Tuesday, March 17, 2020

News from Tonight's Common Council Meeting

Gossips did not attend tonight's Common Council meeting, nor did five of the aldermen. I listened to the live stream on WGXC. Aldermen John Rosenthal (Fourth Ward), Rebecca Wolff (First Ward), Jane Trombley (First Ward), and Eileen Halloran (Fifth Ward) were present by phone; Shershah Mizan, it was explained, "had an emergency" and wasn't there in the flesh or on the phone.

At the outset, Council president Tom DePietro told the Council that they would "stick to essential business." Among that essential business was extending the agreement for the Shared Services Response Team (passed unanimously) and appointing a new dog control officer (passed unanimously). The fate of the resolution to take $3,200 from the fund balance to reupholster the benches in the Council Chamber didn't fare as well. It was defeated, with several aldermen making statements that now was not the best time to pursue the project because, in the words of Rosenthal, "No one's going to be sitting on them."

The bond resolution for improvements to the waste water treatment system passed unanimously, as did the resolution to accept the gift of the Purple Heart Community sign from Alderman Dominic Merante (Fifth Ward). 

The vote to enact Local Law Introductory No. B of 2020, the law that would channel all revenue from the City's lodging tax into the general fund and eliminate the percentage originally allocated for the use of the Tourism Board, was unanimous in support of the action, but the resolution to implement the law as quickly as possible met with opposition. Halloran asked, "Why wouldn't we have a public hearing?" Rosenthal suggested a public hearing might be difficult in the current circumstance. Trombley expressed "extreme concern about Hudson businesses" and urged her colleagues to "take a breath." DePietro noted that, if the Council defeated the resolution, the mayor could still sign the legislation without holding a public hearing. Merante insisted that the public needed a say in the matter. In the end, the resolution passed with opposition only from Merante and Trombley.

The Council did not succeed in overriding the mayor's veto of the resolution do to an RFP for a vacancy study. There were six votes in favor of overriding the veto--Tiffany Garriga (Second Ward), Calvin Lewis (Third Ward), Dewan Sarowar (Second Ward), Malachi Walker (Fourth Ward), Wolff, and DePietro--and four votes against it--Halloran, Merante, Rosenthal, and Trombley. Eight votes are required to override a mayoral veto, so the effort fell short. Before the vote, DePietro said, "We will pursue this whether or not we override the mayor's veto." Garriga noted that the number of units that would be subject rent stabilization--154--was more than the number of units in Bliss Towers and asserted, "That proves we should do the study."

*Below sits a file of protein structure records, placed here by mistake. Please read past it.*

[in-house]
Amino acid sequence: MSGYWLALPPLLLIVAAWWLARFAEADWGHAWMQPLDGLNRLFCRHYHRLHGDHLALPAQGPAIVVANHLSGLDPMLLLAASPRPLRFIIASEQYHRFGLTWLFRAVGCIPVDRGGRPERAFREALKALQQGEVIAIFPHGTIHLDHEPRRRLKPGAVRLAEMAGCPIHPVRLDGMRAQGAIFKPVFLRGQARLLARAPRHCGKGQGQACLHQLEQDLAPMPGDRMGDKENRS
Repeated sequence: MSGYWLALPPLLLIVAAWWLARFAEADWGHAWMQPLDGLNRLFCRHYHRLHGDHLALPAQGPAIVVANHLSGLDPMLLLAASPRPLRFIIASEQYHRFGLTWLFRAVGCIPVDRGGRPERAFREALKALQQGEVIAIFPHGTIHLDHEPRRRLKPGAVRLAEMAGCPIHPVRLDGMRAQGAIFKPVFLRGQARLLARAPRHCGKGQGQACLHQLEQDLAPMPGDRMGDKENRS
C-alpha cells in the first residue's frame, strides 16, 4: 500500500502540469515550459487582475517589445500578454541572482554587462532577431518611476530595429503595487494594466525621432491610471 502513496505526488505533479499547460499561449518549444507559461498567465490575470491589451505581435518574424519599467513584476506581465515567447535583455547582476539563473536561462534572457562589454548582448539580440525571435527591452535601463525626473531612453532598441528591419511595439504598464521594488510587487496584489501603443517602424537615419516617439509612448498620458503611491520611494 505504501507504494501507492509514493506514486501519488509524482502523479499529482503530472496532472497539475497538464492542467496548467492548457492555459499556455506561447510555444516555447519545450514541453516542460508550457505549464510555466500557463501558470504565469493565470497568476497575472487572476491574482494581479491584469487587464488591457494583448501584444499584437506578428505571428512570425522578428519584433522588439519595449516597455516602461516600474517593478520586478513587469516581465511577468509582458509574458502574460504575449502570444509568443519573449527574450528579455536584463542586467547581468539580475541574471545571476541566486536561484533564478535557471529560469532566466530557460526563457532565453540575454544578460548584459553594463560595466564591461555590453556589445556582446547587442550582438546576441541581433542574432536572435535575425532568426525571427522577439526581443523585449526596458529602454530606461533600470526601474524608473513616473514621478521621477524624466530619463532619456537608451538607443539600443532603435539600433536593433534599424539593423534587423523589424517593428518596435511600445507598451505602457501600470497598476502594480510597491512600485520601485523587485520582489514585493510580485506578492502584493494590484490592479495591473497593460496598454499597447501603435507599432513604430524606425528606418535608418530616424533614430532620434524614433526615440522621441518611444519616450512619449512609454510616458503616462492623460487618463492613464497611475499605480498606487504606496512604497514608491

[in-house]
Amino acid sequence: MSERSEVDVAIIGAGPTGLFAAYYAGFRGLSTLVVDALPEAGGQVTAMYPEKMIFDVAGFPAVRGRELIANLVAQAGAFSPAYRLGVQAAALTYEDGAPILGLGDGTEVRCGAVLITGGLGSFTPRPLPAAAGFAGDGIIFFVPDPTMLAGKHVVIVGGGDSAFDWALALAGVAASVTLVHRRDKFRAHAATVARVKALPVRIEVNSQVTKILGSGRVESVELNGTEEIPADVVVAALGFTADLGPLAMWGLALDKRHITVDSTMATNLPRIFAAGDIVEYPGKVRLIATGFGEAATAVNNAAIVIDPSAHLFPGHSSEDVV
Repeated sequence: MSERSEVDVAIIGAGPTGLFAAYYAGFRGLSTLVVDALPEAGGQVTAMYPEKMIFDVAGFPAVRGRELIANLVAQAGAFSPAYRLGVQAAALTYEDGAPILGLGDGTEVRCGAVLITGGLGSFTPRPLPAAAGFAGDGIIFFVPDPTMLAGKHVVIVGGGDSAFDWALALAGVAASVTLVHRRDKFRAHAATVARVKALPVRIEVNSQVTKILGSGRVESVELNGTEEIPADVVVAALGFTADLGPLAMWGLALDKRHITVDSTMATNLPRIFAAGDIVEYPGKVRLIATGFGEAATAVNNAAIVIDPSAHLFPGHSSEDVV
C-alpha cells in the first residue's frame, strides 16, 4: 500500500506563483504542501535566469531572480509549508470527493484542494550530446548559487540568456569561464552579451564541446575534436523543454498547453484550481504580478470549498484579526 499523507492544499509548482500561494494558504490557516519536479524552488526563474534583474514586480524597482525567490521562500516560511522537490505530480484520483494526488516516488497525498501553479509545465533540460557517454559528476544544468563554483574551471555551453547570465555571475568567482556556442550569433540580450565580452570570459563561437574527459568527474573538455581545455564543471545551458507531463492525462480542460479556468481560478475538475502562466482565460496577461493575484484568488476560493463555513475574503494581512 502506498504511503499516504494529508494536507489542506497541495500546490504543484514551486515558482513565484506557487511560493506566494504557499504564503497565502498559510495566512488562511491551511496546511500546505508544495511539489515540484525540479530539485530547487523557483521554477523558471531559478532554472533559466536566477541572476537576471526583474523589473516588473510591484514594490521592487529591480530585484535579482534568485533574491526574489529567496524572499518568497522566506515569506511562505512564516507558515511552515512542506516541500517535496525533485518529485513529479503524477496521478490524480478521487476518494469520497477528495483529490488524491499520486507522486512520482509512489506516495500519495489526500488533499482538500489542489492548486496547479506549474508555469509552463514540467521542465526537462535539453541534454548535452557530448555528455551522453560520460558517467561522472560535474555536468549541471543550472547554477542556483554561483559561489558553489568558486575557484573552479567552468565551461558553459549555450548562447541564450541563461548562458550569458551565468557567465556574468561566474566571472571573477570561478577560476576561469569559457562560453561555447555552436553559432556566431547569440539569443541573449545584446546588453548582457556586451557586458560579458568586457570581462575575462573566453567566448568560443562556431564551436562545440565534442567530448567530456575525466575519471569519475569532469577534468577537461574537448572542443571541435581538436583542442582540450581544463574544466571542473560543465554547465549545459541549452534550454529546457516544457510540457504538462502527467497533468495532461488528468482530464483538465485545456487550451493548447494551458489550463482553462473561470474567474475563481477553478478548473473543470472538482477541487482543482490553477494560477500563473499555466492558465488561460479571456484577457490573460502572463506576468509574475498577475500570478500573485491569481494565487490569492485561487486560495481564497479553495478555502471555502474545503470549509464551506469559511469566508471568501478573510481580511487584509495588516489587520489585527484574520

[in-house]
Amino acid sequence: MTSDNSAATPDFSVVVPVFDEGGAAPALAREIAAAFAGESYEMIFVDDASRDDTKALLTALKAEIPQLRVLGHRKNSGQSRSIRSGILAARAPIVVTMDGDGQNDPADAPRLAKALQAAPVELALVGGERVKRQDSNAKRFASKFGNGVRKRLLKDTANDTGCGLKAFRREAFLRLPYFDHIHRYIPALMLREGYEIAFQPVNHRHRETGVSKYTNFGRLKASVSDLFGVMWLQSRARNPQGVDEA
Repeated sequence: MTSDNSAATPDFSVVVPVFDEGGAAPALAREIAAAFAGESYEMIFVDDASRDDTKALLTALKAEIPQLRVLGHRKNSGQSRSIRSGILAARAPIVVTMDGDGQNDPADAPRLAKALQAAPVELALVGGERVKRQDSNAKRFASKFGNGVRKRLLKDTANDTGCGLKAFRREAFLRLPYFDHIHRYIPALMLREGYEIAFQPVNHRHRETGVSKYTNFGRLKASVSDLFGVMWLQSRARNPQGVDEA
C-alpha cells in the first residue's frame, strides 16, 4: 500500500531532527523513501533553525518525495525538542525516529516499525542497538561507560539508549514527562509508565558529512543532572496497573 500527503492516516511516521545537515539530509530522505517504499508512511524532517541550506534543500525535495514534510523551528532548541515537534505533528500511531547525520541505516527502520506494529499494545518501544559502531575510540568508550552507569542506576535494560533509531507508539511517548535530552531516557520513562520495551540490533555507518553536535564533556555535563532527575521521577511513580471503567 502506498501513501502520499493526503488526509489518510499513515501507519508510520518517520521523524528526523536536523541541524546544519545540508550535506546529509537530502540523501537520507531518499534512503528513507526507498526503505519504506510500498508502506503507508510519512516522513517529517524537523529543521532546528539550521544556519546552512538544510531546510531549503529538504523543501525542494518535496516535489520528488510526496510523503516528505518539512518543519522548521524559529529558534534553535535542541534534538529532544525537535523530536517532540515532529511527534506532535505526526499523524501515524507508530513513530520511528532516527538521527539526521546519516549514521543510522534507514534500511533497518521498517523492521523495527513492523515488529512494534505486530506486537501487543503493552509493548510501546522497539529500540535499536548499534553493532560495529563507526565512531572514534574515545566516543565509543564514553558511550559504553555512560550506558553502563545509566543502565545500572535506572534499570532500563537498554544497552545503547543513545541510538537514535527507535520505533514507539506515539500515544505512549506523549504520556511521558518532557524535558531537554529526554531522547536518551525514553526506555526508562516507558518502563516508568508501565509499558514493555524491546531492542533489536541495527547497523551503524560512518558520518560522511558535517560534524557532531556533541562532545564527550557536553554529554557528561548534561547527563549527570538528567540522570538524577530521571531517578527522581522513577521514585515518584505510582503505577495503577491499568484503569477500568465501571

1. SHAME ON THE COUNCIL!!! They spent an evening when the world is in the midst of of pandemic - with their primary focus being disbanding the local tourist board and discussing upholstery!?!???? ABSURD!! Seems it might have crossed someone's mind to use the meeting to work on an action plan for the city and each committee to address a local health and economic crisis that could very well destroy Hudson as we know it. WTF!!

    1. In advance of the coming storm, what is an "action plan" supposed to look like at the local level when devised by the legislature rather than an executive?

      Moreover, government at large can only address the crisis in our own nation following a well-established path from POTUS to state governors (i.e., state-level departments and services) to local executives (county- and municipal-level departments).

      Without offering a single suggestion for the Common Council, you might as well have shamed them for not coming up with a magic forumla.

      Whaddya say we all pitch in instead.

      I'm so appreciative that the Council found a way to meet, and that tomorrow my recycling will still be collected by our intrepid city workers.

  2. A few suggestions that immediately come to mind:
    1) They could consider suspending or delaying the lodging taxes due at the end of March. This would allow lodging businesses to keep paying their employees for a few more weeks.
    2) Consider using the lodging tax $ in reserve to pay for food delivery to the elderly who won't be able to leave their homes.
    3) Consider using the lodging tax $ in reserve as a fund to give short term loans to a) local businesses to keep their employees paid or b) to residents to help them pay their rents or utility bills
    4) Begin exploring what they might need to do to make civic buildings available for make shift hospitals should CMH be overrun.
    5) Start a conversation about what they plan to do should tax revenue drop by 50%.
    I don't expect the council to solve all the problems this crisis will bring to Hudson but all their energy should be directed to making the impact less.
    Last night seemed like a rearranging of the deck chairs on the Titanic as it was sinking.

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